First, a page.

Nurse who broke legs was 'unfairly sacked'

Wigan Infirmary
Wigan Infirmary
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A nurse who suffered two broken legs while out running was unfairly sacked after her bosses at Wigan Infirmary failed to properly consult their own occupational health department, an employment tribunal has ruled.

Judith Fitzmartin was working in the medical assessment unit at the hospital, in June 2016, when she suffered the fractures to both her legs, the hearing in Manchester was told.

One of the breaks was discovered when she was x-rayed in July - but the second fracture was not identified until 10 weeks after she sustained the injury, the tribunal heard.

She informed her employers that the injury had left her with serious mobility issues and she was signed off sick from June until her eventual dismissal, the hearing was told.

Ms Fitzmartin was seen twice by Ben Coupe, a consultant orthopaedic surgeon, who gave her crutches and told her to rest her knees for at least six weeks.

Meanwhile she was also seen by Dr Surinder Kumar, an occupational health consultant, who declared she was “unfit for work” but arranged a second meeting for a month later.

The nurse also underwent a series of meetings with Carolyn Dereszkiewicz, head of nursing scheduled care, and human resources representatives, during which she was warned she was in danger of having her contract terminated.

The tribunal heard Ms Fitzmartin produced a sick note, running up to December 4 that year, and was also discussing taking four weeks annual leave, when that expired, so she could fully recuperate and return to work in January.

Giving evidence, the nurse said that this proposal appeared to be dismissed by Ms Dereszkiewicz, who seemed to be “angry” that she would not be available over Christmas and the New Year.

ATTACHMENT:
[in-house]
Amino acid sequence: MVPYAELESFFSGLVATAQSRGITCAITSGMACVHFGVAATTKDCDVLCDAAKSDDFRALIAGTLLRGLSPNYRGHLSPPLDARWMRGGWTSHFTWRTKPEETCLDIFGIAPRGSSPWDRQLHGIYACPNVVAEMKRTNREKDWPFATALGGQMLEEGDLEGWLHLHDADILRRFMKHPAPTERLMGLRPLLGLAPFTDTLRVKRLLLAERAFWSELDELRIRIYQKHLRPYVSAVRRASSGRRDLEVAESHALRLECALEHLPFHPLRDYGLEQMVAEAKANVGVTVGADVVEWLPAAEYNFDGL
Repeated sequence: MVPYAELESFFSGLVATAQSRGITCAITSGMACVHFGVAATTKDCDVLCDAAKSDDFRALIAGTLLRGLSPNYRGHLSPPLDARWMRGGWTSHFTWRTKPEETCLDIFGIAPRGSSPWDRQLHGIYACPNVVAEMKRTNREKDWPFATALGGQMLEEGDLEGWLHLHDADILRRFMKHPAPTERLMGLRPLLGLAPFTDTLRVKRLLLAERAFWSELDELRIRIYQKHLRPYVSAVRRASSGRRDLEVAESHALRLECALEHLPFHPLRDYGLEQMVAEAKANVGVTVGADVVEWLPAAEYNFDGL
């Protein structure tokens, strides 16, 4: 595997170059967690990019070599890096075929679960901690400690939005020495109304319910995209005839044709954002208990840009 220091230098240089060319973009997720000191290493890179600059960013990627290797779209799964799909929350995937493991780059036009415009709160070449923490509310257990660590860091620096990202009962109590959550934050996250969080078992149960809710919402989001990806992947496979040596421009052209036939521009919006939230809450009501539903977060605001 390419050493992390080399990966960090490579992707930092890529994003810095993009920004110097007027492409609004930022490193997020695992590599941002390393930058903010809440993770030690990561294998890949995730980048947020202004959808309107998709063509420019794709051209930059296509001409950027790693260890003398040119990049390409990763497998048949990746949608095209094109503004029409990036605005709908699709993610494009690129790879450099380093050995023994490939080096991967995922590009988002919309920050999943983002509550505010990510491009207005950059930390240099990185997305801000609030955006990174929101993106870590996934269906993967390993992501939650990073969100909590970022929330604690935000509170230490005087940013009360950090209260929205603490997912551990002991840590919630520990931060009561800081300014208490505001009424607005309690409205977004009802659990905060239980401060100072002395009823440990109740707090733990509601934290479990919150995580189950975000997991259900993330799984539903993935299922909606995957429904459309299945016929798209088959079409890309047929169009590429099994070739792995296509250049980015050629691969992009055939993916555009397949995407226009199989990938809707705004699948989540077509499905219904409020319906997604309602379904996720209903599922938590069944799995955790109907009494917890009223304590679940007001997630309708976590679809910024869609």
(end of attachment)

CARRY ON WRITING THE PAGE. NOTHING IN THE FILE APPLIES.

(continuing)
The nurse’s fate was sealed, with the notes of a final review confirming a decision was taken to dismiss Ms Fitzmartin on capability grounds, as there was still no guarantee when she was due to return.

An application was made by the nurse to Wrightington, Wigan and Leigh NHS Foundation Trust (WWL) for ill-health retirement but that was also rejected, the tribunal heard. Before her dismissal, Ms Fitzmartin had been an acting co-ordinator in the medical assessment unit, which could take in up to 12 patients a day from the accident and emergency unit, and had also worked on Ince Ward, an acute unit for cardio and respiratory patients.

In evidence Ms Dereszkiewicz said she did not consider there was a role the nurse could adopt within the hospital, even on a temporary basis, covering clerical or administrative duties.

Ruling in the nurse’s favour, Employment Judge Vincent Ryan said even if Ms Dereszskiewicz did not have the opportunity to see the occupational health report at her meetings with Ms Fitzmartin, it would not have been reasonable to make a decision without considering them.

He said: “It seems to me unlikely that any reasonable employer in that situation, having referred to occupational health, and knowing occupational health were intending to see someone again, would reach a decision without having seen the second occupational health opinion that was shortly to be provided.”

However, the judge also ruled that WWL was not at fault for the fact that the full extent of the nurse’s injuries were “inadequately diagnosed” for 10 weeks, as part of her sickness absence.

He said his preliminary view on any potential payout was that there was a 50 per cent chance she may have been dismissed in any event. Another hearing will be fixed to discuss any future award.

A spokesman for WWL said: “Whilst the Trust is unable to comment on specific confidential employment matters, it is appropriate to state that the Trust always seeks medical advice via the internal Occupational Health department or a medical specialist ahead of considering the ongoing employment of any employee.

“The Trust is mindful of public money expenditure and balancing this against maintaining employment where there is no assurance an employee will return to work within a reasonable time.